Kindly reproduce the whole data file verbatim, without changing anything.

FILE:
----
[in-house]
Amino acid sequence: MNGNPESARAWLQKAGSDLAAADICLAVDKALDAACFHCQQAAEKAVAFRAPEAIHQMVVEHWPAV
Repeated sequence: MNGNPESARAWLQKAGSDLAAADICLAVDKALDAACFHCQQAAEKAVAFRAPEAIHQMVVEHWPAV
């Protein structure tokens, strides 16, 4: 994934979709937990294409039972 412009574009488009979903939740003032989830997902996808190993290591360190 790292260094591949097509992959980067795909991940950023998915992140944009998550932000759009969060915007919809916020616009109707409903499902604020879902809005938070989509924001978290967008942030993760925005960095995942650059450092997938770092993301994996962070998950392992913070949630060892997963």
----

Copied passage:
[in-house]
Amino acid sequence: MNGNPESARAWLQKAGSDLAAADICLAVDKALDAACFHCQQAAEKAVAFRAPEAIHQMVVEHWPAV
Repeated sequence: MNGNPESARAWLQKAGSDLAAADICLAVDKALDAACFHCQQAAEKAVAFRAPEAIHQMVVEHWPAV
């Protein structure tokens, strides 16, 4: 994934979709937990294409039972 412009574009488009979903939740003032989830997902996808190993290591360190 790292260094591949097509992959980067795909991940950023998915992140944009998550932000759009969060915007919809916020616009109707409903499902604020879902809005938070989509924001978290967008942030993760925005960095995942650059450092997938770092993301994996962070998950392992913070949630060892997963």